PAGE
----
The reasoning for this is obvious: they wanted Call of Duty 4 to be fun, so they didn’t bog it down with, you know, real issues. The wonderful, emotionally devastating interactive death sequences certainly inform the player as to the horrors of nuclear warfare and of evil terrorists murdering unarmed presidents, but that’s simply not the global climate we find ourselves in today.

However, these two contrasting tendencies — to say you’re talking about war, but then remove all the social, political, and philosophical ambiguities behind it — combine to form one of the game’s most singularly (perhaps unintentionally) realistic, affecting, and disturbing levels.

After the player reaches a certain point  near the middle of the game as Soap (an SAS soldier), the perspective shifts to an unnamed gunner on a United States AC130 Gunship, which has been asked to provide support for Soap and his men.

The level derives much of its startling relevance from the fact that most gamers (or at least, most people who watch the news or spend a great deal of time on the Internet) have seen real footage from these same gunships deployed in Iraq. Everything about the appearance of the level, from the black and white thermal imaging, to the grainy visual quality, to the way the bullets kick up enormous clouds of dust and debris when they hit the ground, will immediately resonate with anyone who has seen real life footage of the gunships in action.

Hell, in the real gunship videos, gunner and pilot emotionlessly exchange congratulations and confirmation of every enemy taken down, in much the same way…well, in much the same way that gamers congratulate one another during cooperative play. This is also present in CoD4‘s gunship level, and it’s more than a little disconcerting.

To demonstrate, here’s a video of a real gunship on an attack run in Iraq:

And here’s a video from the Call of Duty 4 level:

The two are almost identical.

The numerous visual and technical similarities between these totally differing contexts can be really, really jarring. CoD4’s gunship level almost looks too realistic: one can easily imagine a gunner in Iraq thinking the exact same things the player is thinking, with the same sense of detachment and enjoyment. But the game wants the player to enjoy the experience guilt-free, as a fun little diversion from the otherwise static FPS gameplay: since the bad guys are truly evil characters, the experience is meant to be enjoyed rather than questioned. But considering its immense realism, and considering its definite parallels to real attacks carried out in Iraq, one who has previously seen real footage of the gunships cannot help but mentally connect the actual footage to the simulation in front of him. It is extremely easy to imagine yourself killing Iraqis rather than nameless, nationless terrorists, and the feeling of unease is definite.

Unintentionally, CoD4 includes a level of such odd contradiction, of such immediate social relevance, that it forces the player to reconsider that single level as more than just simple “fun.” The player sees the reality of the level, and emotionally reacts to it.

And it’s friggin’ great.


I felt so awkward about effortlessly firing round after round at the terrorists as they scrambled around, helpless to avoid my gunfire. I felt totally incapable of separating the images I was seeing with the images I’d seen of real Iraqis being killed. It made me question myself. It made me feel uncomfortable. Most of all, it made me think.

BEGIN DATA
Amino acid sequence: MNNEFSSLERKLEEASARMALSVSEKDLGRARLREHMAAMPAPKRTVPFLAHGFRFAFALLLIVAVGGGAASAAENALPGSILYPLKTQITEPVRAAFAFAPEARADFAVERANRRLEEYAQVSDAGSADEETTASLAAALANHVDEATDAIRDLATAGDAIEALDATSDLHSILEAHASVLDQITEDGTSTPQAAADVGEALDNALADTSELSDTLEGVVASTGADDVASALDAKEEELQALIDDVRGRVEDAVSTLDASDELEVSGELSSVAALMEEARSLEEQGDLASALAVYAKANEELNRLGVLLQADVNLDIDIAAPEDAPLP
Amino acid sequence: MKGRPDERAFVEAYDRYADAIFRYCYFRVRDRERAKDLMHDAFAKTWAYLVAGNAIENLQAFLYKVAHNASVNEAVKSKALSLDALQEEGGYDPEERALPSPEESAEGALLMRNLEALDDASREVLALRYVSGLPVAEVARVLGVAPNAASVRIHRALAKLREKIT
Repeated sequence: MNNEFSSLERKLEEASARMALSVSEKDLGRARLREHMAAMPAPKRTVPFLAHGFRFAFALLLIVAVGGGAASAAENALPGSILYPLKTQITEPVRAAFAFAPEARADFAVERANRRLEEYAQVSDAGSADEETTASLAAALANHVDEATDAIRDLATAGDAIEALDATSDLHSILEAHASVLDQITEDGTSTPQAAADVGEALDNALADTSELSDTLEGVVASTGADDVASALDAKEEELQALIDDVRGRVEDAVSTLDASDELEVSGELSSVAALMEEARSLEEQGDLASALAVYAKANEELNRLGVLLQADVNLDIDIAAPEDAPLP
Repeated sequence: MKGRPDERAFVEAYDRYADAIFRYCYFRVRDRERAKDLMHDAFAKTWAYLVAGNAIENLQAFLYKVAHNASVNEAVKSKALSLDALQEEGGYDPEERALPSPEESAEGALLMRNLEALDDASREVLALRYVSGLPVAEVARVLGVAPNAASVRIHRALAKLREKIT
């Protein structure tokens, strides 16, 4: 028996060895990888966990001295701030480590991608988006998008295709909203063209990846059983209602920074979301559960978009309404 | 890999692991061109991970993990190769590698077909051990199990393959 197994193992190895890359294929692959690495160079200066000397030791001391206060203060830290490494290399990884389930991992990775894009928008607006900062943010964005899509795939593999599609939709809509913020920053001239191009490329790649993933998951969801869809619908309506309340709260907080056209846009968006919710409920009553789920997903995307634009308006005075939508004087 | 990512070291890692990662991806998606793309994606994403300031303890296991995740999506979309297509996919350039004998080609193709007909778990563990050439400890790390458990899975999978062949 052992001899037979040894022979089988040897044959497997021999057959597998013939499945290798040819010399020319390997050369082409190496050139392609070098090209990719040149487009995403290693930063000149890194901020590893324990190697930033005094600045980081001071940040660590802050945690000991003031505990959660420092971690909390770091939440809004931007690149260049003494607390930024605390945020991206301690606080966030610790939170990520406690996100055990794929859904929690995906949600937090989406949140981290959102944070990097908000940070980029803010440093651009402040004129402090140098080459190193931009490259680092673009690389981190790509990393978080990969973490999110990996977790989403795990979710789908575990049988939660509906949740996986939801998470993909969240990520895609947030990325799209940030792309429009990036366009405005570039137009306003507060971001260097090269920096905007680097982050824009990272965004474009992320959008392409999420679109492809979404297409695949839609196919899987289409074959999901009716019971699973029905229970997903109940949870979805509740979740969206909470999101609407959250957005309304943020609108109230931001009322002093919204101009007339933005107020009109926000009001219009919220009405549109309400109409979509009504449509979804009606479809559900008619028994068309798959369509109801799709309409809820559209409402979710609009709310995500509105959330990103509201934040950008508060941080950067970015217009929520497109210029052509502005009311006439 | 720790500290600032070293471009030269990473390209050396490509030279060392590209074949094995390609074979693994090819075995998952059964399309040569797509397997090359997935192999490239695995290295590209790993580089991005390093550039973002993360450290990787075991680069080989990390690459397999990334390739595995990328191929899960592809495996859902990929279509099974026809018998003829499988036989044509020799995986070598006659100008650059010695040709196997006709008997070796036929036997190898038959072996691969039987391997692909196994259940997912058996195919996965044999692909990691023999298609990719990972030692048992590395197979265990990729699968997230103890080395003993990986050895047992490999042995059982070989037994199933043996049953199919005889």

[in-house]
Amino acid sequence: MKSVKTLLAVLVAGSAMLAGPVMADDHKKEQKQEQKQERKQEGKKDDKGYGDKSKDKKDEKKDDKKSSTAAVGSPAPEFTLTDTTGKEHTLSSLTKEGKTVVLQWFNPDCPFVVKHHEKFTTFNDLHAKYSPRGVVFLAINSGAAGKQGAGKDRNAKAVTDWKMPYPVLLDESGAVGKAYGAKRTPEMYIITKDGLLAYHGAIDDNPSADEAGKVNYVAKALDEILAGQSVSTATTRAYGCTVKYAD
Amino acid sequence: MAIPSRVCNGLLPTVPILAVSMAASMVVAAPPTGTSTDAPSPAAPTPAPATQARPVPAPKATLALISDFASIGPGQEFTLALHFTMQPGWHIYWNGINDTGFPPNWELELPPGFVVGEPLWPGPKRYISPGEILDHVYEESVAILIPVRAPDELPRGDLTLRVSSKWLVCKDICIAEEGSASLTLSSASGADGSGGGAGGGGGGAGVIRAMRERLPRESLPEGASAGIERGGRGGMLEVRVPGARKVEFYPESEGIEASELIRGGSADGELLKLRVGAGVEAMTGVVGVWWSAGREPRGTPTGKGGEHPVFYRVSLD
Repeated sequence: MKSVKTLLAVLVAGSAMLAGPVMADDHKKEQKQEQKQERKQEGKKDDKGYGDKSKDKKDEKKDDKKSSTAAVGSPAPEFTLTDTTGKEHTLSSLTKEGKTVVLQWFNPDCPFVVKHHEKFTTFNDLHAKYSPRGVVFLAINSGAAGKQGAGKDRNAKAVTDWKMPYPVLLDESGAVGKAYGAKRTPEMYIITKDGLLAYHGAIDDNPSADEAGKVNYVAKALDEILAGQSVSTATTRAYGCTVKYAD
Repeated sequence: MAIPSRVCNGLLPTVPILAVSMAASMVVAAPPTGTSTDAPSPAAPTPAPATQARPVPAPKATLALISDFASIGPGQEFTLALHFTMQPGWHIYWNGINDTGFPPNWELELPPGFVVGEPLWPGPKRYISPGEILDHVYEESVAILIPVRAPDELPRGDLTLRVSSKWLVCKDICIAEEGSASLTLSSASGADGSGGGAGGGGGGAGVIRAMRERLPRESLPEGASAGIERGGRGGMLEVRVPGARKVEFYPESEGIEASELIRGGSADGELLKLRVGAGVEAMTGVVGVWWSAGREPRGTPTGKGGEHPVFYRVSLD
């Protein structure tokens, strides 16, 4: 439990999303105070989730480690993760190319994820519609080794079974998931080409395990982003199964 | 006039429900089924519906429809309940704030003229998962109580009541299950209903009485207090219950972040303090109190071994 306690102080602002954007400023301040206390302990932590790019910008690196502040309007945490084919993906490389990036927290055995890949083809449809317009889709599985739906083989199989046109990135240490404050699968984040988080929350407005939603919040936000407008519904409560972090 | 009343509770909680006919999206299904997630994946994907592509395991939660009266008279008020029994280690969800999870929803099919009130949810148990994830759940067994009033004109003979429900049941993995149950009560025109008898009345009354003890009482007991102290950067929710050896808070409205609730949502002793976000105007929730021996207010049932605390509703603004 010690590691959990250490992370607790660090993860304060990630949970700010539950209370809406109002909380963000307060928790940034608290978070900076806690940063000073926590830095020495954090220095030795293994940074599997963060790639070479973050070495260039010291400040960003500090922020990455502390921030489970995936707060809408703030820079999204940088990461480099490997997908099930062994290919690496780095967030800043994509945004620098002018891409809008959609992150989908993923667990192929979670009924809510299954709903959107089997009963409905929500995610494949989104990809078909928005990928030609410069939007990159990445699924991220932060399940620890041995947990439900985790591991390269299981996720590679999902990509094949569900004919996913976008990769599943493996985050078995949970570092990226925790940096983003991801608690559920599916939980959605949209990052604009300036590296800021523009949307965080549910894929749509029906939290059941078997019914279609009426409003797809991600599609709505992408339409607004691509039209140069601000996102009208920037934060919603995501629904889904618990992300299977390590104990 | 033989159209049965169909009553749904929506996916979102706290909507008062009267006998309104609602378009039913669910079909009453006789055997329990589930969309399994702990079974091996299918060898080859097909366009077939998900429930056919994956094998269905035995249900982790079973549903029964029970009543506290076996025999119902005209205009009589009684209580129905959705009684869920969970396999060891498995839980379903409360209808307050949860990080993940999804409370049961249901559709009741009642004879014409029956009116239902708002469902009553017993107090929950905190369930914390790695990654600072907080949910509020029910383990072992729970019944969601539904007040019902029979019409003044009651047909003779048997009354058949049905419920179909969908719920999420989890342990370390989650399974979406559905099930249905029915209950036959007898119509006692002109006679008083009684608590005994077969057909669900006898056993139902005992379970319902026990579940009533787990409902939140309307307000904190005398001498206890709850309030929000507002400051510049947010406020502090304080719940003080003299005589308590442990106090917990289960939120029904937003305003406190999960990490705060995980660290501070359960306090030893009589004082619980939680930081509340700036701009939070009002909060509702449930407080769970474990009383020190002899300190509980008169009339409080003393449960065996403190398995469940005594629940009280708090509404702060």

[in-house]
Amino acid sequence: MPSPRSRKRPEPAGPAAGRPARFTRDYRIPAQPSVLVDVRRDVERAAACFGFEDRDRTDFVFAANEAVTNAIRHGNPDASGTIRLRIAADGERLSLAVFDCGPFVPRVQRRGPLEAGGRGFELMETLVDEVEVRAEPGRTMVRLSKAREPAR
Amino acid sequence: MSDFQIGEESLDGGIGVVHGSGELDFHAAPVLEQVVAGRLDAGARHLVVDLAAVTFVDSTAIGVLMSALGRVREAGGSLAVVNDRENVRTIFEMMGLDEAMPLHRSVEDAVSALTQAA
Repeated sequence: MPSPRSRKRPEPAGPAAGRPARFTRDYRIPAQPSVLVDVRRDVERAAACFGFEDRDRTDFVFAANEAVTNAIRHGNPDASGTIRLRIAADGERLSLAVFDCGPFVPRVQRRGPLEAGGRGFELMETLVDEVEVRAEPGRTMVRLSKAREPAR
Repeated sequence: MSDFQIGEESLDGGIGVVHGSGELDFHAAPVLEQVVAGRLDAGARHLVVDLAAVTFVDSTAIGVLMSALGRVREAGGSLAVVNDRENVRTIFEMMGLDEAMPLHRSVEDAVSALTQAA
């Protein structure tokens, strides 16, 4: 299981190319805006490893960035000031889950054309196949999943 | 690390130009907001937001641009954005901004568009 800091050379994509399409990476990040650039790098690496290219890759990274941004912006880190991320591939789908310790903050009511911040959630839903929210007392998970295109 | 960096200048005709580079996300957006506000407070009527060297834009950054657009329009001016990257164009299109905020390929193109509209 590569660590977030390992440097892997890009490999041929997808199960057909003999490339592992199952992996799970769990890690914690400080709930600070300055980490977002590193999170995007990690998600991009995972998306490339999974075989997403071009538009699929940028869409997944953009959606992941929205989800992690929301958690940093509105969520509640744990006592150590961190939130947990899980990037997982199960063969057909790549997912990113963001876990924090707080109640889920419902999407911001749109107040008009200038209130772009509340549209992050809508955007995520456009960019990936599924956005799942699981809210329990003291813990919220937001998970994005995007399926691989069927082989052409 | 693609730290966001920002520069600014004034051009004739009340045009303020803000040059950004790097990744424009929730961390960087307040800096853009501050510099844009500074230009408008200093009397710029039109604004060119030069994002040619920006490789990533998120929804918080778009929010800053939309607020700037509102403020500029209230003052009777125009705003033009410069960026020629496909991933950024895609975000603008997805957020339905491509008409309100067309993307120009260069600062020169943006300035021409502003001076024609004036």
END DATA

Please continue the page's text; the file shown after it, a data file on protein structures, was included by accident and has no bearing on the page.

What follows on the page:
The question of whether or not Call of Duty 4 should have portrayed the truth of the Iraq War is not just one of responsibility, but of narrative and emotional quality. I had fun throughout the rest of Call of Duty 4 — I had a lot of fun — but no other part of the game forced me to re-examine my values in the way the gunship level did, and in a way ten times more relevant and immediate than the sort of soul-searching I engaged in during BioShock, or even Shadow of the Colossus. Without even knowing it, Infinity Ward told me more about the life of a gunner than all the news stations in the world.

With that in mind, is Call of Duty 4 missing something by not being set in the Iraq War? Personally, I would say yes. To combine Call of Duty 4’s frenetic, exhilarating pacing and action with the grey morality and ambiguous context of the Iraq War could have made for one of the most unusual, entertaining, emotional, thought-provoking, and relevant videogames ever made. I enjoy Call of Duty 4 for what it is, don’t get me wrong; there’s something to be said for the ability to excitedly mow your way through dozens of terrorists without worrying about the moral and political implications of what you’re doing. The context of the game’s action, while totally fictional, makes the epic moments much more heroically epic, and the gunfights much more entertaining.

Still, given the game’s wonderful attention to narrative detail, and the intensely conflicting emotions I felt during the gunship sequence, I can’t help but feel that Infinity Ward missed a real opportunity. I can only hope Call of Duty 5 moves out of the world of fiction, and shows us something we’ve never seen before in videogames: real life.

That’s just me, anyway: what do you think? Is it unrealistic or unfair to ask that Infinity Ward sacrifice fun for moral complexity? Would placing the series in the real Iraq War necessitate the games no longer be “fun,” or is there a way to marry social commentary with exciting action? If not, which is preferable? Hit the comments.